When Should Code and Data Be Pageable?

You can make all or part of your driver pageable. Paging driver code can reduce the size of the driver's load image, thus freeing system space for other uses. It is most practical for drivers of sporadically used devices, such as modems and CD-ROMs, or for parts of drivers that are rarely called.

Driver code that does any of the following must be memory-resident. That is, this code must be either in a nonpaged section, or in a paged section that is locked in memory when the code runs.

  • Runs at or above IRQL = DISPATCH_LEVEL.

  • Acquires spin locks.

  • Calls any of the kernel's object support routines, such as KeReleaseMutex or KeReleaseSemaphore, in which the Wait parameter is set to TRUE. If the kernel is called with Wait set to TRUE, the call returns with IRQL at DISPATCH_LEVEL.

Driver code must be running at IRQL < DISPATCH_LEVEL when the code does anything that might cause a page fault. Code can cause a page fault if it does any of the following:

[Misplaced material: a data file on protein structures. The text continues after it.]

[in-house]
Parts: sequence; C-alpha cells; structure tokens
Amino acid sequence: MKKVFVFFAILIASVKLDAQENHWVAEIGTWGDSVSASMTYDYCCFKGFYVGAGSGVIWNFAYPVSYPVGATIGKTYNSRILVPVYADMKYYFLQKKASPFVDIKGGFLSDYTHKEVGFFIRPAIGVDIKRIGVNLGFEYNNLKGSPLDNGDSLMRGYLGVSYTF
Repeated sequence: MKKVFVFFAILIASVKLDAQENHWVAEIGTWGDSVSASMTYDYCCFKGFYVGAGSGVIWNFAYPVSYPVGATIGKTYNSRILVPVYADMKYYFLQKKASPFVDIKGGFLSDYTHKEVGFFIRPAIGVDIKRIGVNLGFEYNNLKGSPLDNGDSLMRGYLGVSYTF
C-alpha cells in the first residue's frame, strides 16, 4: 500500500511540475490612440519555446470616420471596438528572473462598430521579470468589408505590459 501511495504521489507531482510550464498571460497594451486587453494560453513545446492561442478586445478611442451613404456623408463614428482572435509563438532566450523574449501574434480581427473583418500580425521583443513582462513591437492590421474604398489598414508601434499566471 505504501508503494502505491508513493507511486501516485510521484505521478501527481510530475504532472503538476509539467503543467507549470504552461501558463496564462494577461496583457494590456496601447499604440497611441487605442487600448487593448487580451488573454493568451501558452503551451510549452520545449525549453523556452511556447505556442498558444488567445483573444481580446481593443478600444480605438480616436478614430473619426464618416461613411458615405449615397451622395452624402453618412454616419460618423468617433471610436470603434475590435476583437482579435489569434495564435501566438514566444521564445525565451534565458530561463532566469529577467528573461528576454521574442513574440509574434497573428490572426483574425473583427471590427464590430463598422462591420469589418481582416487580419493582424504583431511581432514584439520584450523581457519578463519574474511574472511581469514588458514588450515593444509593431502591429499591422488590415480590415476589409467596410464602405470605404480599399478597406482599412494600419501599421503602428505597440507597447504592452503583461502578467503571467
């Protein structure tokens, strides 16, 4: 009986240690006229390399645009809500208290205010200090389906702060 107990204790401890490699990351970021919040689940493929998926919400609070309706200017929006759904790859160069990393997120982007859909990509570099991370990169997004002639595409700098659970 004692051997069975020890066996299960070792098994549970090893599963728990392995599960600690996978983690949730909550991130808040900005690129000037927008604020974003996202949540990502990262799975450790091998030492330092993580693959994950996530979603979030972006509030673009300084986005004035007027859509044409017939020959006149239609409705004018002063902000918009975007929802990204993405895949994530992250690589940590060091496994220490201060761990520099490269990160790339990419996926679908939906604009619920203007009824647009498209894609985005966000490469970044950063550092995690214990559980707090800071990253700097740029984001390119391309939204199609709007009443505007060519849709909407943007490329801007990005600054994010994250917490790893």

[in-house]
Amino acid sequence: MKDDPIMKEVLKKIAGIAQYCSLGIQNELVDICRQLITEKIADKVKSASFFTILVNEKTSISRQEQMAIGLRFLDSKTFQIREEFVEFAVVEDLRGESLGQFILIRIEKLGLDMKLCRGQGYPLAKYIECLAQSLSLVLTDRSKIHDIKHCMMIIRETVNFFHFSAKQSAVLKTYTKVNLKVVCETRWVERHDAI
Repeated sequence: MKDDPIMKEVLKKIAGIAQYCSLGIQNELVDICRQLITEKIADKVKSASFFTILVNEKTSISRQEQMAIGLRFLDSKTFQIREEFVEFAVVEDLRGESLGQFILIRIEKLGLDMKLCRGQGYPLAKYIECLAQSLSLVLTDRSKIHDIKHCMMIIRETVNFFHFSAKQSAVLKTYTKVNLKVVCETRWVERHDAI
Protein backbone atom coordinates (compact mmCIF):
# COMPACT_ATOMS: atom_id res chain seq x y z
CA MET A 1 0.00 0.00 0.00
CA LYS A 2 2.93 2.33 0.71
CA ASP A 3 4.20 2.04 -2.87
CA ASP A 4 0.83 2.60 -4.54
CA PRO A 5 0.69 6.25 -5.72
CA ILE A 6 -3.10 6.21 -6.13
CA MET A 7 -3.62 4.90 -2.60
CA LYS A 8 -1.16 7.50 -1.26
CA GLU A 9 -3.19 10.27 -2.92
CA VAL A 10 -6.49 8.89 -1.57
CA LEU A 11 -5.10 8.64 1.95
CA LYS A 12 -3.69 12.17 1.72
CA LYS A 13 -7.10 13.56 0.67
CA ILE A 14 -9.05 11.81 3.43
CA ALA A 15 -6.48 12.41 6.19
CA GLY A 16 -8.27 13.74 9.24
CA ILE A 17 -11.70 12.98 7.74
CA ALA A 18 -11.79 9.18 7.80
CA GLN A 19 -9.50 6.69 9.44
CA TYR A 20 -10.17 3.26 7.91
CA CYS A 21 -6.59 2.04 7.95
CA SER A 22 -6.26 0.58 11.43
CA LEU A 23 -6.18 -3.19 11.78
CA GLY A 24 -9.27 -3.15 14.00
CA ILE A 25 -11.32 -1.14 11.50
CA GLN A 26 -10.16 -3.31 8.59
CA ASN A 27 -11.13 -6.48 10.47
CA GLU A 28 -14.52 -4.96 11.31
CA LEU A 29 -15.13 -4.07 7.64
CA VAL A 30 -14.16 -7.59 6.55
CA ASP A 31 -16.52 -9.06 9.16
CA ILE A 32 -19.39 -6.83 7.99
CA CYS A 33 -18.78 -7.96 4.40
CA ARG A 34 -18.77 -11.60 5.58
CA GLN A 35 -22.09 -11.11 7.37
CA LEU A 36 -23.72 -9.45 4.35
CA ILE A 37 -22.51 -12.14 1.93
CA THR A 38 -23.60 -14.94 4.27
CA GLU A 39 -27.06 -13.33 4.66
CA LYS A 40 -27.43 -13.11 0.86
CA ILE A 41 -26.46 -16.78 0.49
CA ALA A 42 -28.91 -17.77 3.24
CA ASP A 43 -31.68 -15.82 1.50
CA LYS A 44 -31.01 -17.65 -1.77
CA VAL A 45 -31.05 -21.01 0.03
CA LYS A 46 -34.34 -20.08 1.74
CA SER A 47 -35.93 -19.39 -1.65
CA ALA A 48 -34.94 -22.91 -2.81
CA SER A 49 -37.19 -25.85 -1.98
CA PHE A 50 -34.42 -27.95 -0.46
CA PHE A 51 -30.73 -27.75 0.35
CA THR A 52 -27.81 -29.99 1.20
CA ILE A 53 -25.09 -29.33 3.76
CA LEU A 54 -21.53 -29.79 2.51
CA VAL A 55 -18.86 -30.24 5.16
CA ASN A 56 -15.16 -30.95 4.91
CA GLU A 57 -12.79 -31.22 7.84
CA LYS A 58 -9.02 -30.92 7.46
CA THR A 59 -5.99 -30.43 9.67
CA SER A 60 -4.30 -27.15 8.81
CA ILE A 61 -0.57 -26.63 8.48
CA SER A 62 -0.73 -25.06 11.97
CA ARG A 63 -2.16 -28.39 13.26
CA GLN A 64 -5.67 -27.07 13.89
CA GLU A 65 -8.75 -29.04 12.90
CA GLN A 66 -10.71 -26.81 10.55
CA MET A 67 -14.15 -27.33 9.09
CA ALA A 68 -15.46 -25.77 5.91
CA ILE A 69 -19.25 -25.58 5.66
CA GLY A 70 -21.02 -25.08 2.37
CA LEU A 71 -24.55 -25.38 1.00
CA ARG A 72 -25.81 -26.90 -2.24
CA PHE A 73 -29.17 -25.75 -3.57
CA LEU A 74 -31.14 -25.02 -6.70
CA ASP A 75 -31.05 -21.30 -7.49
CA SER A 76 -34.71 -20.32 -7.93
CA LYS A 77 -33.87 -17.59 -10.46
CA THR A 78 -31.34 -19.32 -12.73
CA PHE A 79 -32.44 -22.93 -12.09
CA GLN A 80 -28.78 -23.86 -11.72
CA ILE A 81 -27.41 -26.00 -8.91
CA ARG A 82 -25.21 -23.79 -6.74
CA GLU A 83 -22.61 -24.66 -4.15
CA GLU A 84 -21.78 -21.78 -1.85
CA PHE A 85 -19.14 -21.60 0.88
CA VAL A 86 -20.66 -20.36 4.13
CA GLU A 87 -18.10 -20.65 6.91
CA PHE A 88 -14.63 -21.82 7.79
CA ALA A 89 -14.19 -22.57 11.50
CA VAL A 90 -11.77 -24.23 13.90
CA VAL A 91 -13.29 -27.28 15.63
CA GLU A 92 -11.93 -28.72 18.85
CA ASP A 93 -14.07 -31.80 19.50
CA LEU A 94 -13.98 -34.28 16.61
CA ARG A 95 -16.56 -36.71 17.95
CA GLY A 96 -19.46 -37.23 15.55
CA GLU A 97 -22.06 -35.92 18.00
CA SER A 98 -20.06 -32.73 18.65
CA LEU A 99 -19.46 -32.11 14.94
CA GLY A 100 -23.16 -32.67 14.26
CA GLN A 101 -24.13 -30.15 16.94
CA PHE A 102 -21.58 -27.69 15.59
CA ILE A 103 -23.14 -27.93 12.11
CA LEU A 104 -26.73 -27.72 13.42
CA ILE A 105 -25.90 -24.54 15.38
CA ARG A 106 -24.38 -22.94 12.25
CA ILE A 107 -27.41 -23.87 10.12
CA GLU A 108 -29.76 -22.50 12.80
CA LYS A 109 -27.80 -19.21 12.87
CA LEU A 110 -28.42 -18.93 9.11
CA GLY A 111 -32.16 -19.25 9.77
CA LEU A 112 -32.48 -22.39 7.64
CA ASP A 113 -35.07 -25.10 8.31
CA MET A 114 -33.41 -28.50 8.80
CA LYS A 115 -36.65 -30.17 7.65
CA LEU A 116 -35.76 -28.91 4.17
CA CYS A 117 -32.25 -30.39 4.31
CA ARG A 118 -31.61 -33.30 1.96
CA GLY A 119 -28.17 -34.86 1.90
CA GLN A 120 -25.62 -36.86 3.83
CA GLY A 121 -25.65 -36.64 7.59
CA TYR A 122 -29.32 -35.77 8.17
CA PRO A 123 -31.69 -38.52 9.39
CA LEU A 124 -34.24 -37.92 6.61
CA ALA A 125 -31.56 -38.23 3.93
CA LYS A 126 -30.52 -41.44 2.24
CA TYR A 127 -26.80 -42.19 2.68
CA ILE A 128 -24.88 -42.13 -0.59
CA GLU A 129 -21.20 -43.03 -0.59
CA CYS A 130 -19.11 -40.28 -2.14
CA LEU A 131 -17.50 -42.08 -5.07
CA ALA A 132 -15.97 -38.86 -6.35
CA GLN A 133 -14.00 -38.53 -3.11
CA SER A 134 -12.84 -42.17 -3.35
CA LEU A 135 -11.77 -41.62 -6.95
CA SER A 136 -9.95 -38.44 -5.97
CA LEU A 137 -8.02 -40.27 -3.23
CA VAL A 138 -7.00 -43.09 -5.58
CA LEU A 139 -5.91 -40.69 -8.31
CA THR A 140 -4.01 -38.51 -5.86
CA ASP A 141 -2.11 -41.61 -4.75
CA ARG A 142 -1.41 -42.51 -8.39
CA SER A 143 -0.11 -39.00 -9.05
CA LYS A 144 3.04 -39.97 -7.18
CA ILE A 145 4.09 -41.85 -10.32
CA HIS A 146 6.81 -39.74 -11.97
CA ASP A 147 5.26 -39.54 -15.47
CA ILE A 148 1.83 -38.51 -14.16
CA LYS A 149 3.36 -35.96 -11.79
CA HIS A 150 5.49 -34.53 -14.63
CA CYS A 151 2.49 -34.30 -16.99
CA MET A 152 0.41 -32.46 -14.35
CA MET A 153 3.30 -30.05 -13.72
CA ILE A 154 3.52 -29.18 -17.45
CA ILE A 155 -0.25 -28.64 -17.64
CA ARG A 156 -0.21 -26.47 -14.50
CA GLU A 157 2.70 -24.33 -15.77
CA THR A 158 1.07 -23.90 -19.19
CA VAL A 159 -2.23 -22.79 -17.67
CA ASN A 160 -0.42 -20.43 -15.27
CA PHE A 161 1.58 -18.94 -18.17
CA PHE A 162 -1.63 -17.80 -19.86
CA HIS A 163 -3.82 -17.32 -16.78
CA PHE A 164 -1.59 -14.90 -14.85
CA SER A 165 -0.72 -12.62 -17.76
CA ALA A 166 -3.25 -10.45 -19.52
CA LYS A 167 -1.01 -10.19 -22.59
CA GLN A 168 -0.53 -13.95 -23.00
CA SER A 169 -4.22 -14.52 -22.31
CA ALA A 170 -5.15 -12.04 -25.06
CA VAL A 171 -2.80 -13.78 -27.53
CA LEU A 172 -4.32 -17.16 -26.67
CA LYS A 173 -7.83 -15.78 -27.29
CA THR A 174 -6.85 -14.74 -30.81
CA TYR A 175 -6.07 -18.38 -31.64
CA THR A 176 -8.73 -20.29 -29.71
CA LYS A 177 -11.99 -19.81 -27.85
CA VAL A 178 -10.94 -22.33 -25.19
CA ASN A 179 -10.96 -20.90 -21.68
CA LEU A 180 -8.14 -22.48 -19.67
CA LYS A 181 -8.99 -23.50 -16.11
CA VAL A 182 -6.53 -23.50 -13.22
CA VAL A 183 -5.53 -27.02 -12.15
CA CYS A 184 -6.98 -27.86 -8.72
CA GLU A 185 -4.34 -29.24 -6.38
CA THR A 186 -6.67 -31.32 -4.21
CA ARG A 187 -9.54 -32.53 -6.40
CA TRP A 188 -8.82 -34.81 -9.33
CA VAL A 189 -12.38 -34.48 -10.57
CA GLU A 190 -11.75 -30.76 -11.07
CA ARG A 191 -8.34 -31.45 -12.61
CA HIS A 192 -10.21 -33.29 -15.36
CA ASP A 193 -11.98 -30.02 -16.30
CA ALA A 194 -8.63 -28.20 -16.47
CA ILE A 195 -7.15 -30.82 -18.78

• Accesses paged pool that is not locked in memory.

  • Calls a pageable routine.

  • Accesses unlocked user buffers in the context of the user thread.

Typically, you should make a section paged if the total amount of all the pageable code (or data) is at least 4 kilobytes (KB). Whenever possible, you should isolate purely pageable code (or data) into a separate section from code (or data) that can sometimes be pageable but must sometimes be locked. For example, combining purely pageable code and locked-on-demand code causes more system space to be locked down for the combined section than is necessary. However, if a driver has less than 4 KB of possibly pageable code (or data), you might combine that code (or data) with locked-on-demand code (or data) into one section, saving system space.

 

 

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